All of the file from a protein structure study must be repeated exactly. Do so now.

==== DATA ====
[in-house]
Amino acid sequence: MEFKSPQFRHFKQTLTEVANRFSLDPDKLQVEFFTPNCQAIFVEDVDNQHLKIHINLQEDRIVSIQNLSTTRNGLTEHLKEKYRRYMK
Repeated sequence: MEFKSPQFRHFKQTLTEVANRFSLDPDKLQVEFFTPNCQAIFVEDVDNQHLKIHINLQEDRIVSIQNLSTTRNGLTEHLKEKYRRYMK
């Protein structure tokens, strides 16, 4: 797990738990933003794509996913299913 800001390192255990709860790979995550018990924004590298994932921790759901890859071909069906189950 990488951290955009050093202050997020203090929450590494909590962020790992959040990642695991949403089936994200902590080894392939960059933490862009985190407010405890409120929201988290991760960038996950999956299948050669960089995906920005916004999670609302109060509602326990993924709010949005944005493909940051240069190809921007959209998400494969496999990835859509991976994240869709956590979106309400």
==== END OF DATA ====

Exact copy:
[in-house]
Amino acid sequence: MEFKSPQFRHFKQTLTEVANRFSLDPDKLQVEFFTPNCQAIFVEDVDNQHLKIHINLQEDRIVSIQNLSTTRNGLTEHLKEKYRRYMK
Repeated sequence: MEFKSPQFRHFKQTLTEVANRFSLDPDKLQVEFFTPNCQAIFVEDVDNQHLKIHINLQEDRIVSIQNLSTTRNGLTEHLKEKYRRYMK
């Protein structure tokens, strides 16, 4: 797990738990933003794509996913299913 800001390192255990709860790979995550018990924004590298994932921790759901890859071909069906189950 990488951290955009050093202050997020203090929450590494909590962020790992959040990642695991949403089936994200902590080894392939960059933490862009985190407010405890409120929201988290991760960038996950999956299948050669960089995906920005916004999670609302109060509602326990993924709010949005944005493909940051240069190809921007959209998400494969496999990835859509991976994240869709956590979106309400």